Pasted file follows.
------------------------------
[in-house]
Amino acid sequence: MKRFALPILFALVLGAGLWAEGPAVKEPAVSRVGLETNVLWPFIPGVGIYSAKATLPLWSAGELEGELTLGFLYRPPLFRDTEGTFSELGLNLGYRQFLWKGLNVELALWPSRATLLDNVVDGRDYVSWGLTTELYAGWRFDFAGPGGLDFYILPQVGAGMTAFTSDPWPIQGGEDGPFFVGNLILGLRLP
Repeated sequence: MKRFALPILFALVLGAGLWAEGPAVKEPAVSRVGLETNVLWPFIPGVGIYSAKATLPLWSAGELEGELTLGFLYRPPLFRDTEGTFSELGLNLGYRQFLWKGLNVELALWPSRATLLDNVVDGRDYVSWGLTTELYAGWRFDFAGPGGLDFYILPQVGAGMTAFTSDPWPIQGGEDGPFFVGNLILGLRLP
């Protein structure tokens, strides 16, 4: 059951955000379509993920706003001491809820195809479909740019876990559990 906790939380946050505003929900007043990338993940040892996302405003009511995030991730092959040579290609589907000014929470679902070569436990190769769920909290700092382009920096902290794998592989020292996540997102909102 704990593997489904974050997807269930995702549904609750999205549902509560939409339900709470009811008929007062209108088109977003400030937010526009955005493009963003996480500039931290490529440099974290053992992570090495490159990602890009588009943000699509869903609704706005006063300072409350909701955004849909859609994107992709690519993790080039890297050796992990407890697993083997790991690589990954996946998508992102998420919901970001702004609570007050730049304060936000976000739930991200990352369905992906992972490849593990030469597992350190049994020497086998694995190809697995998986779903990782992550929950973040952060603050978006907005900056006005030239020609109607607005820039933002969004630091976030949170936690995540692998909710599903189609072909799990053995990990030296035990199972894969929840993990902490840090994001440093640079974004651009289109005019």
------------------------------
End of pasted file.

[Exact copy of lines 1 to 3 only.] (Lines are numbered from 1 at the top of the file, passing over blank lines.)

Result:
[in-house]
Amino acid sequence: MKRFALPILFALVLGAGLWAEGPAVKEPAVSRVGLETNVLWPFIPGVGIYSAKATLPLWSAGELEGELTLGFLYRPPLFRDTEGTFSELGLNLGYRQFLWKGLNVELALWPSRATLLDNVVDGRDYVSWGLTTELYAGWRFDFAGPGGLDFYILPQVGAGMTAFTSDPWPIQGGEDGPFFVGNLILGLRLP
Repeated sequence: MKRFALPILFALVLGAGLWAEGPAVKEPAVSRVGLETNVLWPFIPGVGIYSAKATLPLWSAGELEGELTLGFLYRPPLFRDTEGTFSELGLNLGYRQFLWKGLNVELALWPSRATLLDNVVDGRDYVSWGLTTELYAGWRFDFAGPGGLDFYILPQVGAGMTAFTSDPWPIQGGEDGPFFVGNLILGLRLP